See, in many pieces of Egyptian art, you’ll see hairstyles or wigs that are pretty uniquely Egyptian. Hathor, on the other hand, seems to have preferred the natural look. She wore her locks parted in the middle and flipped at the end, not unlike many women today.

Interestingly, some Egyptian texts reference an incident in which she lost a lock of hair, though we have no surviving accounts of the full story. Apparently, it was catastrophic, because the lock represented her sexual allure. Maybe she made sure her followers wiped the incident out of history like a bad Instagram story.

Relationship with other gods

Due to the fact that she was around long before any surviving records, it’s hard to pinpoint the exact point in history when Hathor first appeared. Some scholars believe her to have been popular as early as 3200–3000 BCE, due to a cow-headed goddess who appears on the Narmer Palette.

This theory seems to be supported by a passage from the Pyramid Texts (2613-2181 BCE), the oldest religious writings in the world. Some, however, argue that the figure in question was actually Bat, another cow-goddess whose legend Hathor may have evolved from.

Regardless, Hathor is an incredibly ancient deity who had quite a complicated relationship with many of the male deities of ancient Egypt. Take Ra, the sun god, for instance. At one time or another, Hathor was rumored to be his mother, daughter, wife, or any combination of the three.

Some people believe that Isis sort of evolved out of Hathor over time, as the two are often hard to differentiate.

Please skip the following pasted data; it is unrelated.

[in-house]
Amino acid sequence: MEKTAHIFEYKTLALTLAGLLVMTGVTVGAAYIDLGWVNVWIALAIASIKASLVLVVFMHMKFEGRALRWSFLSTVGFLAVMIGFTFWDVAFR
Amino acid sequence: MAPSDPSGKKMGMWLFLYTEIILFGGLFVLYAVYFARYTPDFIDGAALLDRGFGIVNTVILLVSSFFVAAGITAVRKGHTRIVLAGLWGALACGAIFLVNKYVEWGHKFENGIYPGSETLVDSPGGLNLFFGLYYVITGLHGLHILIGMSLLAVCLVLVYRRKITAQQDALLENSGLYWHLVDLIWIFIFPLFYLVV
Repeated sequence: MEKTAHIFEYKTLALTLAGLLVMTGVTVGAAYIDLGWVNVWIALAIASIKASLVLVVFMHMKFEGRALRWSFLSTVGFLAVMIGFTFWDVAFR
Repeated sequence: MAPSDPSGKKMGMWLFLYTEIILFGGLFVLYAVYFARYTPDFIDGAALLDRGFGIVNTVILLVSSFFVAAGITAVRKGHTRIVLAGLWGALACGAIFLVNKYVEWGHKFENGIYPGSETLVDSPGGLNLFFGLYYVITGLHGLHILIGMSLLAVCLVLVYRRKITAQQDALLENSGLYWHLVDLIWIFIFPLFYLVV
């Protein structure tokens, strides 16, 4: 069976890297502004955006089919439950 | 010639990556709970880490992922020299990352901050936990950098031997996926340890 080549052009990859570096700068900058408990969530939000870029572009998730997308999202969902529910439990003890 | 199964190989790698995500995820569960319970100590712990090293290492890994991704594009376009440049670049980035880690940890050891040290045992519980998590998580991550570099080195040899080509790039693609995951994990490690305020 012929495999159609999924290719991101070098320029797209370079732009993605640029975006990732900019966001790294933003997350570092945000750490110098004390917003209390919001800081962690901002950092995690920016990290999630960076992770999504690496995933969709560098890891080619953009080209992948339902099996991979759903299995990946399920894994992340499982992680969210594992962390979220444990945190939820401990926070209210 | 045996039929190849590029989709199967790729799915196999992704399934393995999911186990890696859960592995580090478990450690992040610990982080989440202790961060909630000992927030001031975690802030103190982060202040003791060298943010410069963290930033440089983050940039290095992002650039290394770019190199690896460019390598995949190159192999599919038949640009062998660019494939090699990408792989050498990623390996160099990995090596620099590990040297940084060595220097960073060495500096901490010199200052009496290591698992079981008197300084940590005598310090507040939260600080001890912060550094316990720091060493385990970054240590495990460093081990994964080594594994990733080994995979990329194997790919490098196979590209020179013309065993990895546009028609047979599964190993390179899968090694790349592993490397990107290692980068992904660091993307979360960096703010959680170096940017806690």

Then there’s Horus, the god of the sky. Hathor was said to be his mother, but then again, so was Isis. This is among the many reasons that some people believe that Isis sort of evolved out of Hathor over time, as the two are often hard to differentiate.

Though ancient Egypt left us with a pretty murky and, at times, tabloid-like impression of the goddess’ origins, there is one story that seems to have been among the most popular.

This story implies that while Hathor ended up being the personification of love in her later days, it was only after a far shadier past. In a story described in an ancient text call The Book of the Heavenly Cow, a tale unfolds in which the mighty sun god Ra becomes incredibly upset with humanity.

Much like the Biblical God in the story of Noah and the ark, Ra decided that humans had all turned into wicked, ungrateful creatures. He decided to unleash his wrath on the earth via a war goddess known as Sekhmet, who would serve as the “eye of Ra.”

Some say that Hathor was turned into Sekhmet, others that she was first born as Sekhmet and transformed into Hathor later on. Regardless of the situation, at that point, she wasn’t very nice.

Sekhmet’s wrath

Sekhmet basically went around destroying everything in her path, fueled by a blood-lust unlike anything humanity had previously seen. At first, Ra sat back watching the whole thing with smug satisfaction, but at a certain point the other gods pointed out that maybe the lesson was going a little too far.

Mistaking the beer for blood, Sekhmet drank so much that she passed out for several days.